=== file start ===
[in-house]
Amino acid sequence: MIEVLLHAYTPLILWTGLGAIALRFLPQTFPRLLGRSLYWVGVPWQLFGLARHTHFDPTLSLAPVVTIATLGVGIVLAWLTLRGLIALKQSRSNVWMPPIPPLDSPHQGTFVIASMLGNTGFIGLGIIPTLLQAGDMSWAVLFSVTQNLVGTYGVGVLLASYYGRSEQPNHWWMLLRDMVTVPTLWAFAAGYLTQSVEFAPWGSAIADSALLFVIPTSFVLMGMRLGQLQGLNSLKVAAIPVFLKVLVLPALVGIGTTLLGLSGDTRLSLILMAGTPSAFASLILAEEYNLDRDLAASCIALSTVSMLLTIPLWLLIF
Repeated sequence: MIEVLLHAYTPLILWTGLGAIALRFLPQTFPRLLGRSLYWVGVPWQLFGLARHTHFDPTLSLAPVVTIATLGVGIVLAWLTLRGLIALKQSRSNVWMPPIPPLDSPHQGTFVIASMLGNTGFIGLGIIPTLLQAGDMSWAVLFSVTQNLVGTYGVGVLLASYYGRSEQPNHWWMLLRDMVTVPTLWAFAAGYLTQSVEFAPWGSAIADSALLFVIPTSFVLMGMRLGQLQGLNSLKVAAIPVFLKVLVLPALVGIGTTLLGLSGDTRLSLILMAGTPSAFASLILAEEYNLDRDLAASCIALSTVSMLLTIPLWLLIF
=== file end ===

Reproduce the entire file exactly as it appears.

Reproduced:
[in-house]
Amino acid sequence: MIEVLLHAYTPLILWTGLGAIALRFLPQTFPRLLGRSLYWVGVPWQLFGLARHTHFDPTLSLAPVVTIATLGVGIVLAWLTLRGLIALKQSRSNVWMPPIPPLDSPHQGTFVIASMLGNTGFIGLGIIPTLLQAGDMSWAVLFSVTQNLVGTYGVGVLLASYYGRSEQPNHWWMLLRDMVTVPTLWAFAAGYLTQSVEFAPWGSAIADSALLFVIPTSFVLMGMRLGQLQGLNSLKVAAIPVFLKVLVLPALVGIGTTLLGLSGDTRLSLILMAGTPSAFASLILAEEYNLDRDLAASCIALSTVSMLLTIPLWLLIF
Repeated sequence: MIEVLLHAYTPLILWTGLGAIALRFLPQTFPRLLGRSLYWVGVPWQLFGLARHTHFDPTLSLAPVVTIATLGVGIVLAWLTLRGLIALKQSRSNVWMPPIPPLDSPHQGTFVIASMLGNTGFIGLGIIPTLLQAGDMSWAVLFSVTQNLVGTYGVGVLLASYYGRSEQPNHWWMLLRDMVTVPTLWAFAAGYLTQSVEFAPWGSAIADSALLFVIPTSFVLMGMRLGQLQGLNSLKVAAIPVFLKVLVLPALVGIGTTLLGLSGDTRLSLILMAGTPSAFASLILAEEYNLDRDLAASCIALSTVSMLLTIPLWLLIF